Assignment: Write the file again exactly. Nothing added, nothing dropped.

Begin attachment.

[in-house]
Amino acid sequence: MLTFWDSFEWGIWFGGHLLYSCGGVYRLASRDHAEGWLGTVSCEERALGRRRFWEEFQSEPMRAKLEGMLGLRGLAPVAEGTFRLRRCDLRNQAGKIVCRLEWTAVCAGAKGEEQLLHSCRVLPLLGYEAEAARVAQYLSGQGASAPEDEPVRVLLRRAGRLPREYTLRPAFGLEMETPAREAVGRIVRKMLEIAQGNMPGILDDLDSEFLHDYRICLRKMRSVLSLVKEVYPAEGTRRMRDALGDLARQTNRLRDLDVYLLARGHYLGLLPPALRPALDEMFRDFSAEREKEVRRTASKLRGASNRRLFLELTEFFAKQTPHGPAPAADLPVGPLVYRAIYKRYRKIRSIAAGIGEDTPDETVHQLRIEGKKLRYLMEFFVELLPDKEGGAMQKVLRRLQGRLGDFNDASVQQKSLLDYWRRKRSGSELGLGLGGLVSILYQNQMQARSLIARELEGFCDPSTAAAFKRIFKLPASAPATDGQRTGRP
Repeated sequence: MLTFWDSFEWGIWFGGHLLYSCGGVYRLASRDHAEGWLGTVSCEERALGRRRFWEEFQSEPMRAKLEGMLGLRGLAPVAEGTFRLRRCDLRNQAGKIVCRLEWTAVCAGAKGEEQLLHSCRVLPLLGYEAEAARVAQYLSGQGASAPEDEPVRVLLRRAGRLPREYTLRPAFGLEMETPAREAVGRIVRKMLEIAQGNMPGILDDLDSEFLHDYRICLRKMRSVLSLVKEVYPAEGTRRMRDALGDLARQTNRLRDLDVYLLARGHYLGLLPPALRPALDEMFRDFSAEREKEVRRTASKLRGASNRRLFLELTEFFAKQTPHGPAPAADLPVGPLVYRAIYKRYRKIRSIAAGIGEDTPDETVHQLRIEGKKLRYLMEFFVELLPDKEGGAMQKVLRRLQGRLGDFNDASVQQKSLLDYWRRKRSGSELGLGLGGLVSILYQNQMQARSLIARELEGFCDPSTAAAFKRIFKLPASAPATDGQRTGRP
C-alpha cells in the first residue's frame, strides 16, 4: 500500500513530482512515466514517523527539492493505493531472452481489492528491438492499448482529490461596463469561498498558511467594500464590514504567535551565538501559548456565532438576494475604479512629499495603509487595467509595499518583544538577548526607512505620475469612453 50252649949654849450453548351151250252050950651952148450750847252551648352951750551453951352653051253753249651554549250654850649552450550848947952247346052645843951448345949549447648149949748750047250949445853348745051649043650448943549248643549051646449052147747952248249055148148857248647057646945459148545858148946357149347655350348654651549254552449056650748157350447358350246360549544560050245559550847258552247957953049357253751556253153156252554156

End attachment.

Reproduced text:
[in-house]
Amino acid sequence: MLTFWDSFEWGIWFGGHLLYSCGGVYRLASRDHAEGWLGTVSCEERALGRRRFWEEFQSEPMRAKLEGMLGLRGLAPVAEGTFRLRRCDLRNQAGKIVCRLEWTAVCAGAKGEEQLLHSCRVLPLLGYEAEAARVAQYLSGQGASAPEDEPVRVLLRRAGRLPREYTLRPAFGLEMETPAREAVGRIVRKMLEIAQGNMPGILDDLDSEFLHDYRICLRKMRSVLSLVKEVYPAEGTRRMRDALGDLARQTNRLRDLDVYLLARGHYLGLLPPALRPALDEMFRDFSAEREKEVRRTASKLRGASNRRLFLELTEFFAKQTPHGPAPAADLPVGPLVYRAIYKRYRKIRSIAAGIGEDTPDETVHQLRIEGKKLRYLMEFFVELLPDKEGGAMQKVLRRLQGRLGDFNDASVQQKSLLDYWRRKRSGSELGLGLGGLVSILYQNQMQARSLIARELEGFCDPSTAAAFKRIFKLPASAPATDGQRTGRP
Repeated sequence: MLTFWDSFEWGIWFGGHLLYSCGGVYRLASRDHAEGWLGTVSCEERALGRRRFWEEFQSEPMRAKLEGMLGLRGLAPVAEGTFRLRRCDLRNQAGKIVCRLEWTAVCAGAKGEEQLLHSCRVLPLLGYEAEAARVAQYLSGQGASAPEDEPVRVLLRRAGRLPREYTLRPAFGLEMETPAREAVGRIVRKMLEIAQGNMPGILDDLDSEFLHDYRICLRKMRSVLSLVKEVYPAEGTRRMRDALGDLARQTNRLRDLDVYLLARGHYLGLLPPALRPALDEMFRDFSAEREKEVRRTASKLRGASNRRLFLELTEFFAKQTPHGPAPAADLPVGPLVYRAIYKRYRKIRSIAAGIGEDTPDETVHQLRIEGKKLRYLMEFFVELLPDKEGGAMQKVLRRLQGRLGDFNDASVQQKSLLDYWRRKRSGSELGLGLGGLVSILYQNQMQARSLIARELEGFCDPSTAAAFKRIFKLPASAPATDGQRTGRP
C-alpha cells in the first residue's frame, strides 16, 4: 500500500513530482512515466514517523527539492493505493531472452481489492528491438492499448482529490461596463469561498498558511467594500464590514504567535551565538501559548456565532438576494475604479512629499495603509487595467509595499518583544538577548526607512505620475469612453 50252649949654849450453548351151250252050950651952148450750847252551648352951750551453951352653051253753249651554549250654850649552450550848947952247346052645843951448345949549447648149949748750047250949445853348745051649043650448943549248643549051646449052147747952248249055148148857248647057646945459148545858148946357149347655350348654651549254552449056650748157350447358350246360549544560050245559550847258552247957953049357253751556253153156252554156